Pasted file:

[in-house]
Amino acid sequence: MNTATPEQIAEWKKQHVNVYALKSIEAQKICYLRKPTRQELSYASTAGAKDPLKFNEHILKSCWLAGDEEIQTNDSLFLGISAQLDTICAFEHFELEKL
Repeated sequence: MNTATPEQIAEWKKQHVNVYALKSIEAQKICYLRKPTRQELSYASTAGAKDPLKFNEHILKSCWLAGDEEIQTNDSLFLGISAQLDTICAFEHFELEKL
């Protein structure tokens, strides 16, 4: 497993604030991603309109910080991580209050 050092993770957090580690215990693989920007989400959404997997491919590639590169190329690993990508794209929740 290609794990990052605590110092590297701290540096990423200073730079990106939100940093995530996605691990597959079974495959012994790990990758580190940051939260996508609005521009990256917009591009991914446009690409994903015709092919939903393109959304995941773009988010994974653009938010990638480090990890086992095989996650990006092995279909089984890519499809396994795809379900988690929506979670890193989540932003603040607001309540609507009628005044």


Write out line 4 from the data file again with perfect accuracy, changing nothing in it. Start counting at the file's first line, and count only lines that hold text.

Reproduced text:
């Protein structure tokens, strides 16, 4: 497993604030991603309109910080991580209050 050092993770957090580690215990693989920007989400959404997997491919590639590169190329690993990508794209929740 290609794990990052605590110092590297701290540096990423200073730079990106939100940093995530996605691990597959079974495959012994790990990758580190940051939260996508609005521009990256917009591009991914446009690409994903015709092919939903393109959304995941773009988010994974653009938010990638480090990890086992095989996650990006092995279909089984890519499809396994795809379900988690929506979670890193989540932003603040607001309540609507009628005044």